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Samantha Power and the Cosmopolitan Crusaders w/ Christopher Mott – Source – Parallax Views

On this edition of Parallax Views, Christopher Mott, a Research Fellow at the Institute for Peace & Diplomacy and author The Formless Empire: A Short History of Diplomacy and Warfare in Central Asia, joins Parallax Views to discuss his recent CovertAction Magazine piece “Samantha Power and the Cosmopolitan Crusaders”. Applying his knowledge as someone who has worked inside the U.S. State Department, Chris explains the foreign policy thought of the diplomat and government official Samantha Power, whose influential book A Problem from Hell: America and the Age of Genocide was foundational to R2P (Responsible to Protect) doctrine. R2P, Mott explains, holds that powerful nations (ie: the U.S. and NATO-aligned states) have a duty to stop human rights abuses around the world. Although a noble cause in theory, Mott argues that R2P in practice has not always worked perfectly in practice. In this regard Mott examines the Obama-era intervention into Libya on humanitarian grounds and how Libya has turned into a chaotic failed state that’s led to the return of the slave trade to North Africa. In addition to all of this Mott and I also discuss:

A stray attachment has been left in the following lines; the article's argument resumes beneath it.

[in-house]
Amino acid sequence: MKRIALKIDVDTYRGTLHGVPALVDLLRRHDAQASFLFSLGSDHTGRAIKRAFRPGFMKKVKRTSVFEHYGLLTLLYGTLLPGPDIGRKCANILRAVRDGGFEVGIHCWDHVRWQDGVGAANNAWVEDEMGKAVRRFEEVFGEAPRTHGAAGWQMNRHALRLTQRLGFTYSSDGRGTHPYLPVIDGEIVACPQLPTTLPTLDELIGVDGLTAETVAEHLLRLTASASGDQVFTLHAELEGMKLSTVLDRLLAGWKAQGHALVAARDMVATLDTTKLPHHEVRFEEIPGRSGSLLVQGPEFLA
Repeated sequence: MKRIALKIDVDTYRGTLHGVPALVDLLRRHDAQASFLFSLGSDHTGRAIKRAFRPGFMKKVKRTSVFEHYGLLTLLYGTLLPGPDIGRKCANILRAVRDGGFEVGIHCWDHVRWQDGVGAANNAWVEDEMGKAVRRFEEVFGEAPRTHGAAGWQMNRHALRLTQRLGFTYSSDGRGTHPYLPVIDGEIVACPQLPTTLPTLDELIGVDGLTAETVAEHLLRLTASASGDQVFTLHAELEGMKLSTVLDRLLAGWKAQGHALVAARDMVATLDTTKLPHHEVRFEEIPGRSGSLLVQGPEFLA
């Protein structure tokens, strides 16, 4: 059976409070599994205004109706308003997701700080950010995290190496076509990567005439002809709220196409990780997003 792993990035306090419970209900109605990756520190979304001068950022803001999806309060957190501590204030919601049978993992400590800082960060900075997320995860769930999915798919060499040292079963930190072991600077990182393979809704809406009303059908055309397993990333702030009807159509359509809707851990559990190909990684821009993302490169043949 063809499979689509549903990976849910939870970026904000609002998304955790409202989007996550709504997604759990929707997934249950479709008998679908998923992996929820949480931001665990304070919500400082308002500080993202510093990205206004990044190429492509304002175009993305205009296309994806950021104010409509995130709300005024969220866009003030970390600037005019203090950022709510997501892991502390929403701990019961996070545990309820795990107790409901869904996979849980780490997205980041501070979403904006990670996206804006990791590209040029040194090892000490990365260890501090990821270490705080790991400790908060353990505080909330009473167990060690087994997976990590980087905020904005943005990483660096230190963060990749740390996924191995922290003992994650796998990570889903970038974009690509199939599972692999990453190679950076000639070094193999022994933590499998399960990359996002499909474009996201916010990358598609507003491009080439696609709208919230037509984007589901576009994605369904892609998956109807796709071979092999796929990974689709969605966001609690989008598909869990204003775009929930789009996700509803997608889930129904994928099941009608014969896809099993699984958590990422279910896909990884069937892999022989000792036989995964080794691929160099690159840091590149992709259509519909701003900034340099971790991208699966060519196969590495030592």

– Fear of another Weimar moment haunting beltway foreign policy circles and the role that plays in driving interventionist policymaking
– The question of isolationism, the specter of WWII, and Stephen Wertheim’s Tomorrow, the World: The Birth of U.S. Global Supremacy
– Foreign policy realism and its variations including offensive realism and defensive realism
– Sun Tzu, the risks of war, diplomacy vs. military force, and the question of grand strategy
– The role of ideological, systemic, and economic factors in U.S. foreign policy
– Democratic Peace Theory, American exceptionalism, and Kantian liberal cosmopolitanism
– Sanctions, the potential critique of their effectiveness in achieving state policy goals, and the Iran deal/JCPOA; sanctions as a form of economic warfare
– Jihadism, cosmopolitanism, and state collapse
– U.S.-China relations, human rights rhetoric, and whataboutisms
– American exceptionalism as having a right, left, and center form
– U.S. foreign policy, puritanical morality plays, and protagonist syndrome
Tyler Cowen’s Bloomberg op-ed arguing for using “Wokeism” (a very vague term removed from its original context on Black Twitter) to rebrand American exceptionalism
– And much, much more!